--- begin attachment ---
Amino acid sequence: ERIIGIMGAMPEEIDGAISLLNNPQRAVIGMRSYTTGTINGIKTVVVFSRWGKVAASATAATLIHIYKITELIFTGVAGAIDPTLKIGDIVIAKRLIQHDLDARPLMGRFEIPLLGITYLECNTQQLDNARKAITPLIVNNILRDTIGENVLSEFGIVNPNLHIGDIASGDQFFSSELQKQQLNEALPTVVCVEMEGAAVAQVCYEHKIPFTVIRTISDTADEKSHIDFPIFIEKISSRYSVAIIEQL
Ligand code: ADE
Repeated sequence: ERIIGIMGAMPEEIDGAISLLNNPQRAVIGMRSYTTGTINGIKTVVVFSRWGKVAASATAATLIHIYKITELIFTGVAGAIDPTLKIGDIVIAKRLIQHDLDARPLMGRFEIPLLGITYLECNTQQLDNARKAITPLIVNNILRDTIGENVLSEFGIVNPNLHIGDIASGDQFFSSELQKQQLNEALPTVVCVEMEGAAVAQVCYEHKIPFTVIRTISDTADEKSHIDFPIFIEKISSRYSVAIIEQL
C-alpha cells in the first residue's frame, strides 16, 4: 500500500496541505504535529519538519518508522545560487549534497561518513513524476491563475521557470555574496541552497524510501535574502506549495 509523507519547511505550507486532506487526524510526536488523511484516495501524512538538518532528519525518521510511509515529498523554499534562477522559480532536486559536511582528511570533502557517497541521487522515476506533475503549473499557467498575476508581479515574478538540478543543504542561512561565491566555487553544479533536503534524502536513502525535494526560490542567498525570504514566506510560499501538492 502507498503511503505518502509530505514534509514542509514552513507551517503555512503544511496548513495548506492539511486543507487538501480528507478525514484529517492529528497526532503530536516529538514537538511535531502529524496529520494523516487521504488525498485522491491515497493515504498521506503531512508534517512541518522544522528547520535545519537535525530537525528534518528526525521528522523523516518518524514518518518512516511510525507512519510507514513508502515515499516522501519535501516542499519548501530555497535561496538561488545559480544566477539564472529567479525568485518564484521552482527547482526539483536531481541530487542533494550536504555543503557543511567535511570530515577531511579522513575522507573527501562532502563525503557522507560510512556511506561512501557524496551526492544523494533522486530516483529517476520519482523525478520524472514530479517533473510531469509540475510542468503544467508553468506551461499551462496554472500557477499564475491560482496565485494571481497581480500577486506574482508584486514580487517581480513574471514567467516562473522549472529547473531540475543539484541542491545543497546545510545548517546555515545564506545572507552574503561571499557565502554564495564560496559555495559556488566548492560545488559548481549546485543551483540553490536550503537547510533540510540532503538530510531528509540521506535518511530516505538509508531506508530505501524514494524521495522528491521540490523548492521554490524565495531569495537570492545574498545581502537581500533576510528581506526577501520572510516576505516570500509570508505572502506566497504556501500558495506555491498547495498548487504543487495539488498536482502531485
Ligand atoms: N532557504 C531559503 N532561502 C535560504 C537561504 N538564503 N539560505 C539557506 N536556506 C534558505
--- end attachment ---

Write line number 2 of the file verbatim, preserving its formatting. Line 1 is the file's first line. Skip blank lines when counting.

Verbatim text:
Ligand code: ADE